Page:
We came across a press release from https://cheapquotesautoinsurance.com/ which stated that one of the most common reasons people get their car insurance cancelled is because they don’t secure their pets.
“Drivers should ensure that the pets are properly secured in their places,” relates the release. “Drivers that get involved in car accidents without having their pets secured will get their policies voided.”
Well, this got us to thinking about the many, many times we have seen people driving with dogs who are clearly not secured and are either hanging their heads out of the window of the car or are in the back of a pickup truck (a practice which always makes us wince as we have heard from veterinarians who have treated many a dog who has decided to jump out of the back of a moving truck and sustained serious injuries even though the owner thought their dog would never do such a thing.)
We had never really considered the insurance risks, but it definitely makes sense, especially in light of the research we did.
First, driving with a dog can take the driver’s attention away from the road. According to a survey sponsored by AAA and Kurgo Pet Products, 29 percent of respondents admit to being distracted by their dog while driving. AAA also reported that “a pet restraint system can aid in limiting distractions and help protect your pet.”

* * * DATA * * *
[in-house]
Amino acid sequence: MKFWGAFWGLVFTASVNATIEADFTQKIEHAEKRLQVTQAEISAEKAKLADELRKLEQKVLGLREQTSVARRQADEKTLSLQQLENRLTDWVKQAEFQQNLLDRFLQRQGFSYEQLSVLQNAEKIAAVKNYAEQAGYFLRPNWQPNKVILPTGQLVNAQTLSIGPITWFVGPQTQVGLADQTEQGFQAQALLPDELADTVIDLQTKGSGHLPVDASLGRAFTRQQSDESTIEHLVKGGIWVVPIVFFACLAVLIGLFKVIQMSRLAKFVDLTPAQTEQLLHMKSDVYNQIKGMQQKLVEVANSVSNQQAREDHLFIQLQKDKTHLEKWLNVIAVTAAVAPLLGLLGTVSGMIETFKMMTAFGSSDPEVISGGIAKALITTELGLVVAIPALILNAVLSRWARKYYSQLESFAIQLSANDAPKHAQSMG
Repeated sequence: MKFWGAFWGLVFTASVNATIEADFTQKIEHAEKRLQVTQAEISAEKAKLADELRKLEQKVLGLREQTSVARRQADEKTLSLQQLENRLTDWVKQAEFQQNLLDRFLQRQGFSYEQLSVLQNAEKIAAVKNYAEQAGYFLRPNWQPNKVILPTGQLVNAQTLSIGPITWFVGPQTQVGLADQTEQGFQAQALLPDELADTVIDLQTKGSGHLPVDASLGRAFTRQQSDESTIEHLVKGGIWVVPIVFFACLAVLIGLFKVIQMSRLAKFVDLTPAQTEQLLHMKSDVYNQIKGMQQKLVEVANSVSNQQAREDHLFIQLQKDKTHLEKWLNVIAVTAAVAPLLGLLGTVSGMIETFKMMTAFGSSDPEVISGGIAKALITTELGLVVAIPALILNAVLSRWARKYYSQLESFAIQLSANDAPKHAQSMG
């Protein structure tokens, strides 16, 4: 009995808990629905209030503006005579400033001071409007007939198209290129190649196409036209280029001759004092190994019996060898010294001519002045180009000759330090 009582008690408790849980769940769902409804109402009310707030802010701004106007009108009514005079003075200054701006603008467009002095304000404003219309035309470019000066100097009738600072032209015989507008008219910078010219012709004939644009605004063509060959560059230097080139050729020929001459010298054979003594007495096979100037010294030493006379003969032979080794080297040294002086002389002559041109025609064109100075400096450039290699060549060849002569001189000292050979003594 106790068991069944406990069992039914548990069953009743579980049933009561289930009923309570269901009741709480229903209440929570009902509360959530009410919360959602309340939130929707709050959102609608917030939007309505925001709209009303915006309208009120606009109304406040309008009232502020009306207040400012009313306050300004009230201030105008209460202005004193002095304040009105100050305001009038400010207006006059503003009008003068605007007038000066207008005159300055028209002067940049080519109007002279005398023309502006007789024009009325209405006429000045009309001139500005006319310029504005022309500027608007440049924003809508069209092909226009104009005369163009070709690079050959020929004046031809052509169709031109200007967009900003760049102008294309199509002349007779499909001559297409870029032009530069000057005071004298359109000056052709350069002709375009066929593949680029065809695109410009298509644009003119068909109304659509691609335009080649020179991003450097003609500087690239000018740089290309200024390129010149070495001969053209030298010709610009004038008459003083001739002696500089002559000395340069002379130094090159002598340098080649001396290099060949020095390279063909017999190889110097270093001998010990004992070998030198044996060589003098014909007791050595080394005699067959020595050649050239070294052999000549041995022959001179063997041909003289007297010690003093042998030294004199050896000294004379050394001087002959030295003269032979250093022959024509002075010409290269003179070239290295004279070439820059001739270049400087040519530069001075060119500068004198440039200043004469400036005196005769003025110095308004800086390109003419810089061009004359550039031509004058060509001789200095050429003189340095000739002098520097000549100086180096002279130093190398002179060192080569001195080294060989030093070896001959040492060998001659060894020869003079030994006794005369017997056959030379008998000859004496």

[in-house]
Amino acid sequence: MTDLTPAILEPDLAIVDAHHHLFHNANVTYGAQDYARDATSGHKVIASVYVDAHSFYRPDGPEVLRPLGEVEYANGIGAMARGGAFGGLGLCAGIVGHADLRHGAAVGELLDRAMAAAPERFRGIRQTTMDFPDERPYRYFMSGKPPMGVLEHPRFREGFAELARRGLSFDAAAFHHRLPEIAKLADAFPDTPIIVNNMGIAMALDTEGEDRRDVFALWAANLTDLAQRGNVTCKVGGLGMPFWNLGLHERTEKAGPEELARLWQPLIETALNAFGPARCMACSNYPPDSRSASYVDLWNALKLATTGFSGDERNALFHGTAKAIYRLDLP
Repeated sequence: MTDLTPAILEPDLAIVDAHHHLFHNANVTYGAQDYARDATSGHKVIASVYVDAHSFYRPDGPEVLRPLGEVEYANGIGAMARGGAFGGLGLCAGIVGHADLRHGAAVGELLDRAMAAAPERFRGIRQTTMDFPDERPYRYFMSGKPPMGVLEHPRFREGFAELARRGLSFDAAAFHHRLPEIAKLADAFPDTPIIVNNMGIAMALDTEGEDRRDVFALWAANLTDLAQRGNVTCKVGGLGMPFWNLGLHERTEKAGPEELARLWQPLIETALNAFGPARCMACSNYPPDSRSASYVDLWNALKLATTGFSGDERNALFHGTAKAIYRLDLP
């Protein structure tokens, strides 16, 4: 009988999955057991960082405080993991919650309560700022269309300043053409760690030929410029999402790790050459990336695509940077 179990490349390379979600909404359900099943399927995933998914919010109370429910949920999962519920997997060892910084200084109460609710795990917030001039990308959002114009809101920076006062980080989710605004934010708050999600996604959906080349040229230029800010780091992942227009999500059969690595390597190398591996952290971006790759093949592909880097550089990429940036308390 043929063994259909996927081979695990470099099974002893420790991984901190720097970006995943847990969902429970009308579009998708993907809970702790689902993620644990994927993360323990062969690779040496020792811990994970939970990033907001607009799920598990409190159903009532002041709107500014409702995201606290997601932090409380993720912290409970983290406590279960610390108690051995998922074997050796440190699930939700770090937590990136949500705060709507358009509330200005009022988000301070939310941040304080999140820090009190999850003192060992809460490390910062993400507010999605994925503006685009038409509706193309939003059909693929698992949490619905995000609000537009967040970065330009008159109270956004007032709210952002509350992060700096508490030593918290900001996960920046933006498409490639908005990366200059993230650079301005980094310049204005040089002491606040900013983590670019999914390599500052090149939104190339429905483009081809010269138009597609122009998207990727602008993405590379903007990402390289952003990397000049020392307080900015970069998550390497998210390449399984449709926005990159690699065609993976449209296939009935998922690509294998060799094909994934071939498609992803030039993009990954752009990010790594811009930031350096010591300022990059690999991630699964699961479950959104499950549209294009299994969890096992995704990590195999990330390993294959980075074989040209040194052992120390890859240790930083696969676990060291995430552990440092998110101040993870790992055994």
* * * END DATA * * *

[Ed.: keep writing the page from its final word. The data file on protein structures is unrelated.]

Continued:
Second, in some states, it’s already the law.
In Connecticut, for example, dogs being transported in an open truck bed must be in a crate or cage, or otherwise secured. Connecticut doesn’t yet have a law requiring dogs to be restrained while inside a vehicle but drivers may be charged under existing distracted driving laws if they drive with a pet in their lap, according to news.orvis.com.
Dogs being transported in an open truck bed must be in a crate or cage, or must be secured to prevent them from falling, jumping, or being thrown from the vehicle.
To check whether restraining a pet in the car in a requirement in a particular state, you can go to this site: https://news.orvis.com/dogs/does-your-state-require-dogs-be-harnessed-in-the-car
Third, dogs (and other animals) that aren’t secured can be injured in the event of an accident or even cause injury to others. According to The Puppy Traffic School, If unrestrained, a 10-pound dog will exert about 500 pounds of force in a collision at 30 MPH. An 80-pound dog will exert around 2,400 pounds of force under the same conditions.”
For these, and other reasons as well, including dogs who stick their heads out of windows can end up with painful debris in their eyes, securing dogs with a safety harness designed specifically for car travel or in a crate seems like a very good idea.
For more information, check out this video from AAA and Kurgo below: